Ethereum Proposal to Raise Block Reward Draws Criticism
A new Ethereum proposal, EIP-3368, meant to increase miner rewards, has generated major pushback from the cryptocurrency’s community members like Aftab Hossain, who thinks the proposal distorts Ethereum’s “minimum viable issuance” monetary policy which aims to keep mining rewards as low as possible without compromising security. EIP-3368 proposes to increase the Ethereum block reward from […]
A new Ethereum proposal, EIP-3368, meant to increase miner rewards, has generated major pushback from the cryptocurrency’s community members like Aftab Hossain, who thinks the proposal distorts Ethereum’s “minimum viable issuance” monetary policy which aims to keep mining rewards as low as possible without compromising security.
EIP-3368 proposes to increase the Ethereum block reward from two ETH to three ETH and then taper the reward block-by-block to one ETH over two years.
The rationale behind the proposal is that a drop in Proof of Work (PoW) rewards will incentivize miners to sell their hashrate (the computational power used to solve PoW problems). This, according to the proposal, leads to the possibility that “an attacker will be able to rent a large amount of hashing power for a short period of time at relatively low cost vs. reward and potentially attack the network.”
The proposal acknowledges that Ethereum miners’ days are numbered because of the planned upgrade to Proof of Stake from Proof of Work, which will eliminate mining rewards altogether.
The author, Michael Carter, explained to The Defiant that he wrote the proposal to bulletproof Ethereum in case the cryptocurrency’s price drops by roughly 50%, proportionally cutting into the miners’ mining revenue. The fee burn, which comes from proposal EIP-1559, comprises close to 50% of miners’ fee revenue. The portion of transaction fees that EIP-1559 will burn has not been confirmed.
If both the price drops and EIP-1559 is implemented, Carter believes it will “cause a 150-200 TH drop on ethereum as many new participants would turn off their rigs or look for better yields from other networks or brokerages.”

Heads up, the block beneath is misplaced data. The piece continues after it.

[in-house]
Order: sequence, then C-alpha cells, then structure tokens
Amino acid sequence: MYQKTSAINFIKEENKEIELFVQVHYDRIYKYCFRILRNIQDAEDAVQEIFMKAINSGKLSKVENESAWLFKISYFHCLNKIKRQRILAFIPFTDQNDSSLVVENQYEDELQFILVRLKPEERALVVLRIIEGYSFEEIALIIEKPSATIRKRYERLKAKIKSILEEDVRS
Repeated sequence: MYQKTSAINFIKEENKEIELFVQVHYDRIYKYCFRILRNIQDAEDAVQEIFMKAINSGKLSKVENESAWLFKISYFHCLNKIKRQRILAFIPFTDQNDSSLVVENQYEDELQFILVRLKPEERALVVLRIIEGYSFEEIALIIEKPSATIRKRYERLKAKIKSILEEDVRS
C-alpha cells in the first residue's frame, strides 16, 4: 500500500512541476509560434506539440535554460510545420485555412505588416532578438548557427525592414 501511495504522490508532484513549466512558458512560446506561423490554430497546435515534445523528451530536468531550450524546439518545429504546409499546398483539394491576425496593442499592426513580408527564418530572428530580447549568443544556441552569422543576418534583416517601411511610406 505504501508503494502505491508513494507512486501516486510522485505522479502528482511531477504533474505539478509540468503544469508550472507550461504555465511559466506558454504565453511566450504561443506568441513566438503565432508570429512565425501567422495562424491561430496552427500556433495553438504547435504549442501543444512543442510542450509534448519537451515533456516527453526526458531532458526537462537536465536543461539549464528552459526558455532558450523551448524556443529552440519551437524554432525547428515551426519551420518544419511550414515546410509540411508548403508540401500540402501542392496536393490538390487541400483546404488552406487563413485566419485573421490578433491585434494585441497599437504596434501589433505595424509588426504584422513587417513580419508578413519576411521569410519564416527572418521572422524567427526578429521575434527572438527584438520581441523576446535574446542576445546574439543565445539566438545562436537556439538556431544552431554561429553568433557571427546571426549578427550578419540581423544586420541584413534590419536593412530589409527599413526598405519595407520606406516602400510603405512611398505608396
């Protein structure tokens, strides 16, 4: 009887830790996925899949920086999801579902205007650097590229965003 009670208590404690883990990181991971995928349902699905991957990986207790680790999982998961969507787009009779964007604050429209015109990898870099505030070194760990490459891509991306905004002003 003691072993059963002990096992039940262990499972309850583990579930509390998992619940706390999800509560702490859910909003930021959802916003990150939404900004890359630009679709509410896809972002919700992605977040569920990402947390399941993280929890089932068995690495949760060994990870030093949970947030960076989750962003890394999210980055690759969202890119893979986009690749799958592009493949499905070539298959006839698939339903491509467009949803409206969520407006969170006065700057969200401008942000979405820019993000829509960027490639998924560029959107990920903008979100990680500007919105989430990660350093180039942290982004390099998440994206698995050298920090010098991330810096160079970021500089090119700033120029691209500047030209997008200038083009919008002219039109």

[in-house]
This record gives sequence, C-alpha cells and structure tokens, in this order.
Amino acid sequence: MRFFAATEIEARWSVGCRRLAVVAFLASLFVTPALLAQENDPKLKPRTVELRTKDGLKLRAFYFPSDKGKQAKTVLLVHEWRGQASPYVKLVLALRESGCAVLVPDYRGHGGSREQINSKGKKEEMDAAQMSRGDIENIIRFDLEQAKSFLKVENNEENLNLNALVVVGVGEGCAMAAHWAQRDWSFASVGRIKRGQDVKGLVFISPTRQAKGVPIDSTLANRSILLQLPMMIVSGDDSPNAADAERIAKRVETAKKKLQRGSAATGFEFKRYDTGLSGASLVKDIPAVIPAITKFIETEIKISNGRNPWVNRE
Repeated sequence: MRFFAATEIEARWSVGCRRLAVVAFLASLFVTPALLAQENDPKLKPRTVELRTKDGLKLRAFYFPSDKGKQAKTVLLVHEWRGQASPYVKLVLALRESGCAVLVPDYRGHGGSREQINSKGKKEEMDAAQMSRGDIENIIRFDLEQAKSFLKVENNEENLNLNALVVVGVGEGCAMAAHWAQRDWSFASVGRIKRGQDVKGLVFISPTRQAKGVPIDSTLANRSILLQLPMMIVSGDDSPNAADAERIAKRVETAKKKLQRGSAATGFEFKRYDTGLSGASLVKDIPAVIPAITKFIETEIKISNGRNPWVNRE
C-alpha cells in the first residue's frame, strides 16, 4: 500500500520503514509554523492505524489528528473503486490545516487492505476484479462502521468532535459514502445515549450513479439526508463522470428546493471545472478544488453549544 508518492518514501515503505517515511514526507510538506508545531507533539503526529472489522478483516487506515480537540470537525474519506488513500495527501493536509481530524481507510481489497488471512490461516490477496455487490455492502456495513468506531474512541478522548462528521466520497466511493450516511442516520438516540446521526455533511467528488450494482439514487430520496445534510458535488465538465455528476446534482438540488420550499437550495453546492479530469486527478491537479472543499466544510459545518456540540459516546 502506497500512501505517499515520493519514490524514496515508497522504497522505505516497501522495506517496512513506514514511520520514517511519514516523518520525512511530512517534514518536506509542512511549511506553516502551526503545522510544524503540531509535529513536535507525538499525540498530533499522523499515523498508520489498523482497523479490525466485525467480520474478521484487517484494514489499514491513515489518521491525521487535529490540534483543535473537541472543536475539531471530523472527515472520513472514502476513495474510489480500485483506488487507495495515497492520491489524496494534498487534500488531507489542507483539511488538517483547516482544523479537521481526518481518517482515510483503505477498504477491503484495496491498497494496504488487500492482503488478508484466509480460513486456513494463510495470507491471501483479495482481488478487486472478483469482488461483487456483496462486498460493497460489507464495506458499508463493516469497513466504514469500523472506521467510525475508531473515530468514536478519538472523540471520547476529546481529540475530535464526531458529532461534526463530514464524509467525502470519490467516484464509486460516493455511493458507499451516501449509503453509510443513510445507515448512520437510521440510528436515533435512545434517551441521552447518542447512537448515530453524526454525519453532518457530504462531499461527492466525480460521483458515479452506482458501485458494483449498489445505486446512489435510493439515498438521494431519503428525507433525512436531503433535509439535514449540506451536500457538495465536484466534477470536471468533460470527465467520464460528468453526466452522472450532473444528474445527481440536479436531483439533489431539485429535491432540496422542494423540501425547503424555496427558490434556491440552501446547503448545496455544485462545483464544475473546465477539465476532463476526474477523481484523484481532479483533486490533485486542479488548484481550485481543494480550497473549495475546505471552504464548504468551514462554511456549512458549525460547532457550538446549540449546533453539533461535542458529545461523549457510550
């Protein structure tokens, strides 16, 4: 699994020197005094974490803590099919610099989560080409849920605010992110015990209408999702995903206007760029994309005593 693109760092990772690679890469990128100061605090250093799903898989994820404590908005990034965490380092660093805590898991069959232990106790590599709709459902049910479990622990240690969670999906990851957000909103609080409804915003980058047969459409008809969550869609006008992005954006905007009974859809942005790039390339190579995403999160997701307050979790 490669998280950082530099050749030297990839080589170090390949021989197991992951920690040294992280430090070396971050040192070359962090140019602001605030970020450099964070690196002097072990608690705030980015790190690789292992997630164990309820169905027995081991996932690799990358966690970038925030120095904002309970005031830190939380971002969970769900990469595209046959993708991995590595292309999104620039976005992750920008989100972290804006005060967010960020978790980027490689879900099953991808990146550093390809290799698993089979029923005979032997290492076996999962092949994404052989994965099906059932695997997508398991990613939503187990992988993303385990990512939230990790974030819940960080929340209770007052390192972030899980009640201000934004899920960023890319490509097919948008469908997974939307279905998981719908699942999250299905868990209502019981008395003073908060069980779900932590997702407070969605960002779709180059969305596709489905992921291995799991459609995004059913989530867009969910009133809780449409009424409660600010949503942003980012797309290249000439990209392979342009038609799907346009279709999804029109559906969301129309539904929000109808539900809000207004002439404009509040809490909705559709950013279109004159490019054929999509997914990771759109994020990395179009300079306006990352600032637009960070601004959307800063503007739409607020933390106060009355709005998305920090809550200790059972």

“TH” here means terahashs per second, a PoW unit of measurement for mining power. The more power dedicated to a PoW network the more secure it is. As the current hashrate of 447 TH per second, Carter believes the situation outlined above could lead to near a halving of mining power and hence, Ethereum security.
Some believe that EIP-1559, which EIP-3368 doesn’t mention but addresses by implication as the former proposal may cut into miner fee revenue, won’t lead to a large enough drop in total revenue to threaten Ethereum’s security.
Crypto researcher, Hasu, for example, believes that EIP-1559 will reduce miner revenue by 20 to 30% which may leave margin enough for miners to continue devoting hashpower to the network.
As evidence for the lack of correlation between transaction fees and hashpower, Anthony Sassano of the Ethereum Foundation pointed on Twitter towards March’s drop in transaction fees, during which hashrate has continued to climb.
The proposal comes down to percentages: how much will EIP-1559 cut into miner rewards and will that be enough to make miners leave?
Carter is slated to present EIP-3368 at the next AllCorDevs, a technical call which brings together the major teams to discuss the direction of the Ethereum protocol.